SOCIOECONOMIC STATUS (SES)

Research regarding the association between SES and glaucoma is scarce. Some studies have examined the relationship between SES and knowledge of or attitudes towards glaucoma. The 2005 Survey of Public Knowledge, Attitudes, and Practices Related to Eye Health and Disease, which involved 3,180 telephone interviews with randomly selected adults, aged 18 and older, found that having heard of glaucoma is associated (p<.001) with having insurance, higher annual household income, and higher education [8]. Those with higher SES, as defined by greater educational attainment, are more likely to know of glaucoma and its pathophysiology, treatment, and consequences, controlling for age, sex, and duration of glaucoma [9]. Lack of awareness about glaucoma in a general eye clinic was associated with lower educational attainment [10]. Another study investigated the association between SES and the presence of glaucoma. This case-control study of 220 glaucoma cases, recruited in the UK, found that individuals with advanced glaucoma were more likely to be of “lower occupational class,” lack vehicles, and rent instead of own their houses [11].

Recently, we proposed a conceptual model to explain the visual functioning of individuals and communities [12]. In the conceptual framework, the income disparities in the prevalence of visual impairment are explained by lower access to care, and limited individual knowledge regarding eye diseases and negative attitudes towards receipt of eye care among various groups [12]. African Americans, who may have lower access to health care, are less likely to undergo glaucoma surgery [13]. Treatment for glaucoma was problematic in African American beneficiaries due to lower access to care in one study [14].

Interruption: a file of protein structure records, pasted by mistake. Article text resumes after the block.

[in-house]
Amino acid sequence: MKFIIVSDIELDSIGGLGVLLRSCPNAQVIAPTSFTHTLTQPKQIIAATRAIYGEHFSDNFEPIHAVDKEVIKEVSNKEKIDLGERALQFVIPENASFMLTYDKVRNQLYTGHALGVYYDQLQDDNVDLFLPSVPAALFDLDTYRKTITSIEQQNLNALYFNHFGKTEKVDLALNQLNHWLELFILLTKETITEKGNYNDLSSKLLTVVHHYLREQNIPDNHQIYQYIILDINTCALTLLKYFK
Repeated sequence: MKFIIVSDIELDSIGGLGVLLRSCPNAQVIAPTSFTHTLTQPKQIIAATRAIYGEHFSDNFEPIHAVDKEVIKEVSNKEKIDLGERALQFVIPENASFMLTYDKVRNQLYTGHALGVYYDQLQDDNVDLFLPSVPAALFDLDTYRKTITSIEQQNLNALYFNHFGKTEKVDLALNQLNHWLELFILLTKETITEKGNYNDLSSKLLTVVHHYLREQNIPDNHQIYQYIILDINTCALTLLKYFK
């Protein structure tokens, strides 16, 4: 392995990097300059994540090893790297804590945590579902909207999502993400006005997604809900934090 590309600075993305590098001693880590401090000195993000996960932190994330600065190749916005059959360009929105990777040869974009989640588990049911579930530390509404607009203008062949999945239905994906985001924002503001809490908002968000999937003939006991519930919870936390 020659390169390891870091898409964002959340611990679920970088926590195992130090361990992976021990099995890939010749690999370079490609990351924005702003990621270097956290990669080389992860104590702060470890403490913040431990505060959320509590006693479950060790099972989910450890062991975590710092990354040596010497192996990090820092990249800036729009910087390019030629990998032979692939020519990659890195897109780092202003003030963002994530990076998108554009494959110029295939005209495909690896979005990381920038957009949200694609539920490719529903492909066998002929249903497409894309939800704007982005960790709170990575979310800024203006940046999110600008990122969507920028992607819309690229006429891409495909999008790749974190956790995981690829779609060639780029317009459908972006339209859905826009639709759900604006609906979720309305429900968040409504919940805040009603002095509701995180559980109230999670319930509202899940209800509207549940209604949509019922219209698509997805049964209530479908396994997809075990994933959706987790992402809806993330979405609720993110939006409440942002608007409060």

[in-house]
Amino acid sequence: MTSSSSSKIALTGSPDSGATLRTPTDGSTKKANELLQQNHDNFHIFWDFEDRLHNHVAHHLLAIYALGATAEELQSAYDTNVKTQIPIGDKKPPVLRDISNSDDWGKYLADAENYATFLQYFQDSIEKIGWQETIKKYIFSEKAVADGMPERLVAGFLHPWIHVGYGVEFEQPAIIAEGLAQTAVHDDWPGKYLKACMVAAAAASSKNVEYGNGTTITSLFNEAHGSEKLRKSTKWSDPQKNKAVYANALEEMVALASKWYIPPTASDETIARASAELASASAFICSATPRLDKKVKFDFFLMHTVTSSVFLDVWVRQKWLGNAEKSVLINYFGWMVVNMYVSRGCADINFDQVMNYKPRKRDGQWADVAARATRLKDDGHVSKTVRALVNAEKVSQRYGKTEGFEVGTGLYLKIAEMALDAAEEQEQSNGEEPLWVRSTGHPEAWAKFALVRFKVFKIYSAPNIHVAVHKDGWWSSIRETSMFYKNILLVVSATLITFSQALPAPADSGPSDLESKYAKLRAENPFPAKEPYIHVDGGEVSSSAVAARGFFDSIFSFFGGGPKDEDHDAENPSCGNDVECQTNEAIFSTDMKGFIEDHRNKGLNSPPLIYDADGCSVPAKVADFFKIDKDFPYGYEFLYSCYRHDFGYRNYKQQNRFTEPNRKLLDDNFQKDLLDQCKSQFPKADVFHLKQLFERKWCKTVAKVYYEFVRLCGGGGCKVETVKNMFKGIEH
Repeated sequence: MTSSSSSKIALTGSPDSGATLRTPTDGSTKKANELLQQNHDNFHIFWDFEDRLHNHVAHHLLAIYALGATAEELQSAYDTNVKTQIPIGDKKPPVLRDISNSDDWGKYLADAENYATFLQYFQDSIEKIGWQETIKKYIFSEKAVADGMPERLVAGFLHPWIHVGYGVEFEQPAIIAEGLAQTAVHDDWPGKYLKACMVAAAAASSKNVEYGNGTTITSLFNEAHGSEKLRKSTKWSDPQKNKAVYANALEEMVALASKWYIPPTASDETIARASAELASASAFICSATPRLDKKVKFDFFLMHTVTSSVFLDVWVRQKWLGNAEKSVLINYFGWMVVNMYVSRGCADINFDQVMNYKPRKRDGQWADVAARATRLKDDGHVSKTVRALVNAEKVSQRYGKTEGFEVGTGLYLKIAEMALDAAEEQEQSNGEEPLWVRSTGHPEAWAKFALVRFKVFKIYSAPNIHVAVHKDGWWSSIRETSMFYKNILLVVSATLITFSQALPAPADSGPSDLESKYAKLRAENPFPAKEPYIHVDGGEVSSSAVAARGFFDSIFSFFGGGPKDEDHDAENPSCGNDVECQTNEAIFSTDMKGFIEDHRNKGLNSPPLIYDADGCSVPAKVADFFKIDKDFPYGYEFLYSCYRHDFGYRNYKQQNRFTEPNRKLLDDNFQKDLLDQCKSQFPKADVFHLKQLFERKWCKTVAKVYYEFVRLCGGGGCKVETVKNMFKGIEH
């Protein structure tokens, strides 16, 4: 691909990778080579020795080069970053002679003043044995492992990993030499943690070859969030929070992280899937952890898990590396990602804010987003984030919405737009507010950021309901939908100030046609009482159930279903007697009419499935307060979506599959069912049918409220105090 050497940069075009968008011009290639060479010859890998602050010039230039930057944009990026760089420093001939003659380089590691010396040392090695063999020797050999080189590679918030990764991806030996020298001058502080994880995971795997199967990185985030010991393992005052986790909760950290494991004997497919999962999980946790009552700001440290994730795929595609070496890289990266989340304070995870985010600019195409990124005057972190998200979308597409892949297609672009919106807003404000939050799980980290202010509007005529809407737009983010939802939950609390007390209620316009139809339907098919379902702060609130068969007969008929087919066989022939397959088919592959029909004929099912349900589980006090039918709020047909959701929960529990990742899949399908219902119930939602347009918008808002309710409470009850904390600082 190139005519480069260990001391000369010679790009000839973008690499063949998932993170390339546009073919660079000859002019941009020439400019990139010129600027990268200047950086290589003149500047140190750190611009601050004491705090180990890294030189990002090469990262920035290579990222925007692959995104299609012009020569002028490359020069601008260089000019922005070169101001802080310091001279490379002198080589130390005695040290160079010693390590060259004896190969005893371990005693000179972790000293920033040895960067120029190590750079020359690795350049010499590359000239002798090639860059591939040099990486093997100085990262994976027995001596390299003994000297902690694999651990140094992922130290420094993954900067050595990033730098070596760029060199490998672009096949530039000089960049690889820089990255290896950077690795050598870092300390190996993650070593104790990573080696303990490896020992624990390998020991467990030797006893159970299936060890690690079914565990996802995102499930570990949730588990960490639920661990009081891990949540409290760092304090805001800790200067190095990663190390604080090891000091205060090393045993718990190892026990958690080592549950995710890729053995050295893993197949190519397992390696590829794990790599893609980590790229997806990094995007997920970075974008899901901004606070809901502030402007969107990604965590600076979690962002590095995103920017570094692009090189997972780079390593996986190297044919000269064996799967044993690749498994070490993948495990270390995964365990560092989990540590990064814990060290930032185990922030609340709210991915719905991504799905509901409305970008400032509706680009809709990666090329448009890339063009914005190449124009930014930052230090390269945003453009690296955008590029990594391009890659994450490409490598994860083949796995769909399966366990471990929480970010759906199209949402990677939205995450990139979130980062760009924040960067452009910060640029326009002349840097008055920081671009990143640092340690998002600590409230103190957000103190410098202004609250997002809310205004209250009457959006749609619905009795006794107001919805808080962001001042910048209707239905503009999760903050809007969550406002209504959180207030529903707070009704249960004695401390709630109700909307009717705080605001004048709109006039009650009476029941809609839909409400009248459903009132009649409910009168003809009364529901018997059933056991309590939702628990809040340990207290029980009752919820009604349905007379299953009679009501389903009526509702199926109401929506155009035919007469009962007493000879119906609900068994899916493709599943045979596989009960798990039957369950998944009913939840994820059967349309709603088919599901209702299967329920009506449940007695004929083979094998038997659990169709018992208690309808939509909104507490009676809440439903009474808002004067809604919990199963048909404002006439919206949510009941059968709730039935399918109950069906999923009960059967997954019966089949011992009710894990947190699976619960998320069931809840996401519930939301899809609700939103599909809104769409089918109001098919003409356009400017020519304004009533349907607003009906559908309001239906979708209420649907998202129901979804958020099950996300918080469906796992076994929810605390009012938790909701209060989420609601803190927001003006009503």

Prior research found that SES primarily explained racial/ethnic disparities in functioning once individuals had chronic diseases; SES moderately explained differences in disease prevalence [15]. Therefore, SES may especially contribute to our understanding in disparities among individuals with late glaucoma since the lack of timely identification and treatment for glaucoma in individuals with low SES may result in the economic differences in the presence of the disease.

Research regarding the relationship between glaucoma and SES used different definitions of SES. Some studies only investigated the influence of SES on knowledge regarding glaucoma instead of glaucoma presence. SES may interact with other factors, such as race/ethnicity, family history of glaucoma, and time since last visit to an ophthalmologist. Unfamiliarity with glaucoma has been associated with being African American and Latino [10]. The relationship between SES and glaucoma has been explained by recall of family history of glaucoma and time since last visit to ophthalmologist [11]. Research needs to assess the importance of other factors, such as demographics and health care utilization patterns, when examining the influence of SES.

NUTRITIONAL INTAKE

Intake of Antioxidants